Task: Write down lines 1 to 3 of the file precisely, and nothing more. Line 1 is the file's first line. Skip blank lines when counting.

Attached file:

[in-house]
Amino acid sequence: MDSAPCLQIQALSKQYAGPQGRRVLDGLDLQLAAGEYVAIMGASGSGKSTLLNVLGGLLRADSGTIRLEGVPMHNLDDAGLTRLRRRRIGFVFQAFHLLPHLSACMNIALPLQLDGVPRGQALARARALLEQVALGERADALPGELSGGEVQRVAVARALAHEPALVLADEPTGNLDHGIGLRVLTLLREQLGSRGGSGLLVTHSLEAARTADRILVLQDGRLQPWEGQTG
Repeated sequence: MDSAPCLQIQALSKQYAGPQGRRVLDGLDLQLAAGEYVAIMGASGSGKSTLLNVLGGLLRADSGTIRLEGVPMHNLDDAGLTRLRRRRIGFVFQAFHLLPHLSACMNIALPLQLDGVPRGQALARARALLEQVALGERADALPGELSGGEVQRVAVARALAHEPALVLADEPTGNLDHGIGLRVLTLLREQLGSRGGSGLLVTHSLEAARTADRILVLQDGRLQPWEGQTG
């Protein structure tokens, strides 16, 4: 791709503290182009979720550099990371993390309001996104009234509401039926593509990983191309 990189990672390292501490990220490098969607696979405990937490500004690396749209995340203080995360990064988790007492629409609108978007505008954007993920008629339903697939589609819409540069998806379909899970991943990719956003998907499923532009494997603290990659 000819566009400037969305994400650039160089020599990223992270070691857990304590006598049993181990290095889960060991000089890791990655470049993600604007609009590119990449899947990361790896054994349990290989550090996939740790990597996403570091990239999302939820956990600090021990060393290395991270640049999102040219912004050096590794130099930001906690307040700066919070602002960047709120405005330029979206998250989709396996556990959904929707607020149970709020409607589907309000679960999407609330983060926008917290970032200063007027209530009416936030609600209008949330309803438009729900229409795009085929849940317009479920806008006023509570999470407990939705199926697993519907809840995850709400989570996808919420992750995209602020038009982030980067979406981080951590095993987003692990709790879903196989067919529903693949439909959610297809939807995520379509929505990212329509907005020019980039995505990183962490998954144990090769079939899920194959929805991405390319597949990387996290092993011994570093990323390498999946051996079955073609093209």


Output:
[in-house]
Amino acid sequence: MDSAPCLQIQALSKQYAGPQGRRVLDGLDLQLAAGEYVAIMGASGSGKSTLLNVLGGLLRADSGTIRLEGVPMHNLDDAGLTRLRRRRIGFVFQAFHLLPHLSACMNIALPLQLDGVPRGQALARARALLEQVALGERADALPGELSGGEVQRVAVARALAHEPALVLADEPTGNLDHGIGLRVLTLLREQLGSRGGSGLLVTHSLEAARTADRILVLQDGRLQPWEGQTG
Repeated sequence: MDSAPCLQIQALSKQYAGPQGRRVLDGLDLQLAAGEYVAIMGASGSGKSTLLNVLGGLLRADSGTIRLEGVPMHNLDDAGLTRLRRRRIGFVFQAFHLLPHLSACMNIALPLQLDGVPRGQALARARALLEQVALGERADALPGELSGGEVQRVAVARALAHEPALVLADEPTGNLDHGIGLRVLTLLREQLGSRGGSGLLVTHSLEAARTADRILVLQDGRLQPWEGQTG